Non-profits giving worldwide medical aid


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"Everybody has the same needs, if their things are broken and not working, they just want things fixed," said MedLend founder Dr. Henry Hamilton M.D.

And fixing, or helping people, is Dr. Hamilton's passion. Aside from delivering more than 4,000 babies over the past quarter-century, this San Mateo obstetrician-gynecologist also founded MedLend.

"I gave birth to an organization here," said Dr. Hamilton.

This non-profit started nearly a decade ago as a way to purchase and loan out medical equipment for other groups to use on medical missions. Now MedLend also carries out its own healthcare work in impoverished countries.

"We doing a lot of PR work for the United States and we're helping," said Dr. Hamilton.

From the Philippines to Peru, Dr. Hamilton and a team of other Bay Area doctors and nurses volunteer by sometimes performing up to 100 surgeries during week-long missions, improving and saving lives.

"We took out her tumor, she was back at work and she really came up and gave us a hug and said thank you, you know, and that kind of stuff really makes it worthwhile," said Dr. Hamilton.

Dr. Hamilton says his team gets assistance from another Bay Area non-profit called MedShare International. This charitable organization has a huge warehouse in /*San Leandro*/ where doctors can pick up free medical supplies for their missions.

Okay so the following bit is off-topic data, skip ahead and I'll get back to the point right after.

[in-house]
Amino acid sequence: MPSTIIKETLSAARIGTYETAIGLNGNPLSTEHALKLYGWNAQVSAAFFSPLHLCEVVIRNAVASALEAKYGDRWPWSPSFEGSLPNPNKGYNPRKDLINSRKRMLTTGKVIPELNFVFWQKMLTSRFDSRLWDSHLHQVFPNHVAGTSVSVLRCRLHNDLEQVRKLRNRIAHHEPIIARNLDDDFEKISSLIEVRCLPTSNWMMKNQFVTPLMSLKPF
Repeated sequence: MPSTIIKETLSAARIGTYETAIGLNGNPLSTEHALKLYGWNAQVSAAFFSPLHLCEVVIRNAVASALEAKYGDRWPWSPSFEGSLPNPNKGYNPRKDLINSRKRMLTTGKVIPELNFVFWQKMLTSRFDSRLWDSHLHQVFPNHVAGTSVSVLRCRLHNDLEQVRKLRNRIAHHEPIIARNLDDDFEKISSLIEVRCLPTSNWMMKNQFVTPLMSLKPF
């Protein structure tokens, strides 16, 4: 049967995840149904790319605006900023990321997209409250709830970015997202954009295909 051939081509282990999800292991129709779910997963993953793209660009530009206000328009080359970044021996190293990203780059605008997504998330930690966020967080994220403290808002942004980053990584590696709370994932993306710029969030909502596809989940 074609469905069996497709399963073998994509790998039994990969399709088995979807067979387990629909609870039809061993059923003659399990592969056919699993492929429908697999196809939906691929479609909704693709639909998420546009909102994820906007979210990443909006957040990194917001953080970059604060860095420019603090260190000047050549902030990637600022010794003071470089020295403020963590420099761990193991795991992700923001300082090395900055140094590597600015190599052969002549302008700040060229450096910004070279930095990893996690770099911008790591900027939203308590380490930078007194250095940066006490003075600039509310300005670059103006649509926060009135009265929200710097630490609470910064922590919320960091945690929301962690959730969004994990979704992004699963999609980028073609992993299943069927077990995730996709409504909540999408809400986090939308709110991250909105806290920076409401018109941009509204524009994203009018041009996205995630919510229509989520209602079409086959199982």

"In 2008 we had over 230 medical teams that were provisioned up," said Chuck Haupt, executive director of MedShare.

Haupt says MedShare opened the West Coast facility last year to offer local hospitals and healthcare companies an environmentally-friendly and cost-effective way to recycle their unused medical supplies and equipment.

"Over the past decade that MedShare has been in operation in both our Atlanta operation and then here in the East Bay, we have diverted over one million cubic feet out of landfills," said Haupt.

Literally tons of surplus, everything from wheelchairs to syringes and gauze are instead donated, packaged and then distributed, to medical mission teams, to Bay Area community clinics and also shipped abroad to help save lives.

MedShare currently has about 300 pieces of donated medical equipment, everything from cardiac defibrilators to a mammography x-ray unit, and all of these pieces will be donated to needy hospitals and clinics around the world.

"We put it into an ocean-going container and ship it out of the Port of Oakland," said Haupt.

For more information on how to donate or volunteer:

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